I am reflecting on ‘doorways’ today. Seemingly ordinary things. In Roman mythology, Janus represents not only the god of doors and doorways but also the god of new beginnings and of endings. Janus is a two-faced god. One face looks to the past, the other, to the future.
Doors open, close, and revolve. An open door points to a new beginning, a way out, or a welcome to enter. It may also show a path to what lies ahead. A closed door may symbolise a dead end or imprisonment, or it may signal ‘do not disturb.’
The doorway I am thinking of is an actual one I come through every morning; one of ‘welcoming arms’ – of hospitality, of glowing light and uplifting presence. This I like to think is not only because of its beauty, and craftsmanship and of the light it lets in through its ‘stained glass’ ancient panes, but also because of all the life and sacred presence it has welcomed and absorbed from hand and step-fall as they (and we) have ‘entered in’ for centuries.
It resonates for me with the ethos of hospitality and care that is Presentation Life – coming as a direct legacy from Nano (Woman of Welcoming Heart) whose heart was forever an open door of compassion and care.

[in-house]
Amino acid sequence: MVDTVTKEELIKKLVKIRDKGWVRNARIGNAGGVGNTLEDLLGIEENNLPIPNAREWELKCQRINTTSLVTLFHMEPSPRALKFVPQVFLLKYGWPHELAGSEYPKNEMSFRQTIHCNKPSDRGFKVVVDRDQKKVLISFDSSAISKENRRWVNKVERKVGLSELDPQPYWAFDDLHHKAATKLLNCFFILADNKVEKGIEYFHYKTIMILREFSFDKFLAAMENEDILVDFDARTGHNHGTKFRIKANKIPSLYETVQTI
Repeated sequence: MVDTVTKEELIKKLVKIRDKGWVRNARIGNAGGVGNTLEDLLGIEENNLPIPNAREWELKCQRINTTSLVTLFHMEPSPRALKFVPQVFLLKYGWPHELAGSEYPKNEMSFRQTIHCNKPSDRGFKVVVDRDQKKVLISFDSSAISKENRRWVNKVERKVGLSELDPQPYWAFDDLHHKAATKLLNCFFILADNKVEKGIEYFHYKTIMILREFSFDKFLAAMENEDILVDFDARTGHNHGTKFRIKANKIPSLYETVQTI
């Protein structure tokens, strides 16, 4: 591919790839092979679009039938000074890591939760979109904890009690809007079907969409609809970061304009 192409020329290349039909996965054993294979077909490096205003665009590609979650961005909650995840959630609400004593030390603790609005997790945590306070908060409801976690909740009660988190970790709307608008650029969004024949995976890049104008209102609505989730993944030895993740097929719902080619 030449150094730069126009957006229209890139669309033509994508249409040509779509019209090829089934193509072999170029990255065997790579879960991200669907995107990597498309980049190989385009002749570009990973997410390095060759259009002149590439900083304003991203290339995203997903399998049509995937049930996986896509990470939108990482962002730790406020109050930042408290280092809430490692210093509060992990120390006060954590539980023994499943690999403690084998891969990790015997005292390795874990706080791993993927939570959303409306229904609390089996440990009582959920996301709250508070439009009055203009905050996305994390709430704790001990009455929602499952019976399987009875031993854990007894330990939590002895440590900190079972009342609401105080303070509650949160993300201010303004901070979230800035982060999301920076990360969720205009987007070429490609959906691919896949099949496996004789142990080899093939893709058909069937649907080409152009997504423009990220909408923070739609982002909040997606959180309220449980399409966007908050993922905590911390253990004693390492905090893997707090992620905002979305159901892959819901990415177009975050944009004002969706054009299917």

The patience of ordinary things
It is a kind of love, is it not?
How the cup holds the tea,
How the chair stands sturdy and foursquare,
How the floor receives the bottoms of shoes
Or toes. How soles of feet know
Where they’re supposed to be.
I’ve been thinking about the patience
Of ordinary things, how clothes
Wait respectfully in closets
And soap dries quietly in the dish,
And towels drink the wet
From the skin of the back.
And the lovely repetition of stairs.
And what is more generous than a window?
~ Pat Schneider
Another River: New and Selected Poems
Amherst Writers & Artists Press